The court in a memorandum accompanying the order denying defendant's post-trial motion pointed out that the New York Times case lays down no guidelines as to what constitutes a "reckless disregard" except that mere negligence is insufficient, and said that what amounts to reckless disregard is clearly a jury question, citing Nusbaum v. Newark Morning Ledger Co., 86 N.J.Super. 132, 155, 206 A.2d 185, 198; Hogan v. New York Times Co. (2 Cir.) 313 F.2d 354; and MacInnis v. National *16 Herald Printing Co., 140 Minn. 171, 167 N.W. 550, L.R.A.1918D, 1091. We agree that this was a jury question. Moreover, we find the instructions given to the jury placed squarely before it the law set forth in the New York Times and Butts cases. It is the established rule in this state that a motion for judgment notwithstanding the verdict accepts the view of the evidence most favorable to the verdict and admits every reasonable inference to be drawn from such evidence, as well as the credibility of the testimony for the adverse party, and if the application of this rule, in the light of the evidence as a whole, discloses a reasonable basis for the verdict, the motion must be denied. 10 Dunnell, Dig. (3 ed.) § 5082, and case cited under note 18. Here, since there was evidence which would support a finding that defendant was guilty of reckless disregard of whether the article was false or not, and the verdict was arrived at under instructions correctly stating the applicable law, the trial court could not have properly granted defendant's motion.

The record indicates that defendant in support of its alternative motion for a new trial asserted 13 assignments of error. It does not appear that on this appeal any authorities have been submitted as to their merit. Under the circumstances, we are not bound to go into extended discussion of those assignments. However, the record establishes that the case was fairly and impartially tried and was submitted to the jury without prejudice to defendant.


PETERSON, Justice (dissenting).

The only issue in this case is whether the evidence constitutionally supports a jury verdict that defendant published a false and defamatory news story concerning plaintiff "with reckless disregard of whether it was false or not." No claim is made that the trial court's instructions under which the jury deliberated were constitutionally deficient, and no claim is made that the news story was published "with knowledge that it was false."[1]

The majority opinion, in concluding that the verdict is constitutionally sustainable, has considered the following elements: (1) That, although it is a fact that a prominent priest made a serious charge against plaintiff and although the priest was quoted with complete accuracy, the facts asserted by the priest were false, defamatory, and damaging to the professional reputation of plaintiff as a police official; (2) that, although the damage to plaintiff was the more serious because the charge emanated from a person of such acknowledged high repute in the community, the defendant newspaper acted with reckless disregard of truth when it relied upon the priest's factual statements; (3) that, because it was reasonably apparent to defendant that the priest had no independent and first-hand knowledge of all the facts upon which he based his charge and because defendant acknowledged it would have been preferable to have made a prepublication inquiry of plaintiff or other principals involved in the underlying events, its unverified publication of the priest's statements was an extreme departure from accepted standards of investigation and reporting; (4) that, although asserting that it had undertaken to reach plaintiff for comment prior to the deadline for publication of its "Sunset Edition," defendant had not in fact done so; (5) *17 that, instead of admitting the factual errors contained in the priest's charge, defendant undertook at trial to prove that the facts were true; and (6) that, although plaintiff had demanded that defendant publish a retraction of the news story, defendant had refused to do so.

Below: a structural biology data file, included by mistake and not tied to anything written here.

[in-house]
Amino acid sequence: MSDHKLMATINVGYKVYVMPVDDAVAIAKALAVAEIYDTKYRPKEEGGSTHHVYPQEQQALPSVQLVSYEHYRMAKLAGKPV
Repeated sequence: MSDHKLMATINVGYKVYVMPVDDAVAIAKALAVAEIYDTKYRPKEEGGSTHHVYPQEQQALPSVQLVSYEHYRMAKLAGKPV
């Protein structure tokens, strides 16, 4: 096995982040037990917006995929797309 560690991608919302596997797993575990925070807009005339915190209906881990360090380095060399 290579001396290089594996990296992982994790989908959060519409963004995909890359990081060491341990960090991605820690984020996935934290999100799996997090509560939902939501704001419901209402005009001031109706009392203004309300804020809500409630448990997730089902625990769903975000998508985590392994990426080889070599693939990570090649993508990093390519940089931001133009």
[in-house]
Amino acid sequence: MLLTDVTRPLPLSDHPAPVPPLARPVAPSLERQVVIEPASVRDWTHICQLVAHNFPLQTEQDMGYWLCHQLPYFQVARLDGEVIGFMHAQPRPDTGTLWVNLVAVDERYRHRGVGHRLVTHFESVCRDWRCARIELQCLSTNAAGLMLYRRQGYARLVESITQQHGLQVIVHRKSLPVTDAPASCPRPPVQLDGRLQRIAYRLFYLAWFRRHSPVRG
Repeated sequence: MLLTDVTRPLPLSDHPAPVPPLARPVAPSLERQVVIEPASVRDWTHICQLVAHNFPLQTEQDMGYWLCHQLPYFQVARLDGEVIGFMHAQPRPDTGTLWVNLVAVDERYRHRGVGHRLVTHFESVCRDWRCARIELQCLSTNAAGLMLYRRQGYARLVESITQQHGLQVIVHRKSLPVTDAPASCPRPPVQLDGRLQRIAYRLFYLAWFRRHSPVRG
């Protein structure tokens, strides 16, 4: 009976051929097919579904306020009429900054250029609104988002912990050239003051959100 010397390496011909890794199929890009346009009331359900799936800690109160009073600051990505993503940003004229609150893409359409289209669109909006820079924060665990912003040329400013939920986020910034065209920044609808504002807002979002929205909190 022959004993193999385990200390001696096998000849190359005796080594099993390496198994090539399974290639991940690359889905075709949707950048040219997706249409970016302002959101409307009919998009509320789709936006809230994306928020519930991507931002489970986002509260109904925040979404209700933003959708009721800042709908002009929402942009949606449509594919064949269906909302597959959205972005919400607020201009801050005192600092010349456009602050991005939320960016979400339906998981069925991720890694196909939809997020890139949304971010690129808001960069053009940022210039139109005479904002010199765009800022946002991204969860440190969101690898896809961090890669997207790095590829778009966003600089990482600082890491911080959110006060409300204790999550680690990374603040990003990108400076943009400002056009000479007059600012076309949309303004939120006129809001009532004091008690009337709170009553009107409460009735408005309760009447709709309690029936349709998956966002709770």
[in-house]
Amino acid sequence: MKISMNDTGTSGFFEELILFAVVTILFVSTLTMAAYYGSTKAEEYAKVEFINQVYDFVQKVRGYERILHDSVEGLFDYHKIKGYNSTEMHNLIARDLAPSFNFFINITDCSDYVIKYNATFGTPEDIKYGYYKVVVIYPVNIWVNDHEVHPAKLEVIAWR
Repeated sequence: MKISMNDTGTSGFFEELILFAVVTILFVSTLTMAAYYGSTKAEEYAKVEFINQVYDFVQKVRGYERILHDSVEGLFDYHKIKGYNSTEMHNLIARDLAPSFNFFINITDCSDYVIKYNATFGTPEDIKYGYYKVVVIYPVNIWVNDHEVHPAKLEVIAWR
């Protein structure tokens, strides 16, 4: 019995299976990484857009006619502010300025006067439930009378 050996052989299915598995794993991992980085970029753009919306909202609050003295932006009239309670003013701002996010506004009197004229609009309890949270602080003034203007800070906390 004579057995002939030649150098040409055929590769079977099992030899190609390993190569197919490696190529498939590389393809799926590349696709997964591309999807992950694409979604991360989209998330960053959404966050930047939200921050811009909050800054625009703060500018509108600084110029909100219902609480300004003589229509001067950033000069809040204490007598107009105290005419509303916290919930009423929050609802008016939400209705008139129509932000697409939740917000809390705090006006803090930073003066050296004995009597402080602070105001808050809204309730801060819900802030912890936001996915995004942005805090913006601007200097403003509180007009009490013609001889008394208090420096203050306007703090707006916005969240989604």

The decision in the instant case calls into consideration two of the several United States Supreme Court decisions on the new law of libel: New York Times Co. v. Sullivan, 376 U.S. 254, 84 S. Ct. 710, 11 L. Ed. 2d 686, 95 A.L.R.2d 1412, and Curtis Pub. Co. v. Butts, 388 U.S. 130, 87 S. Ct. 1975, 18 L. Ed. 2d 1094. The majority opinion places great reliance on the Butts decision both on the ground that the facts in that case and this are "parallel" and on the ground that it provides the constitutional definition of "reckless disregard" of truth. I disagree. It is necessary, therefore, to consider those cases in some depth before undertaking to measure the constitutional sufficiency of the evidence in the instant case.

1. New York Times Co. v. Sullivan, supra, like the instant case but unlike the Butts case, involved defamation of a public official. Plaintiff was one of three elected commissioners of the city of Montgomery, Alabama, with principal authority over the city's police department. The "Committee to Defend Martin Luther King and the Struggle for Freedom in the South" sponsored a full-page advertisement in the New York Times, which was tendered through an advertising agency.[2] A. Philip Randolph, a labor leader of national stature, was chairman of the committee and a number of citizens of high repute were members of it, including prominent clergymen of Catholic, Jewish, and Protestant faith. The thrust of the advertisement soliciting funds for the defense of the late Dr. King was that "thousands of Southern Negro students are engaged in widespread non-violent demonstration in positive affirmation of the right to live in human dignity as guaranteed by the U. S. Constitution and the Bill of Rights," but that "[i]n their efforts to uphold these guarantees, they are being met by an unprecedented wave of terror by those who would deny and negate that document which the whole world looks upon as setting the pattern for modern freedom." Implication of any person in a wave of terror, and to such end, would rightly evoke feelings of revulsion against such person. Succeeding paragraphs purported to illustrate the "wave of terror" by describing certain alleged events including the following paragraphs, which referred, as the jury found, to plaintiff: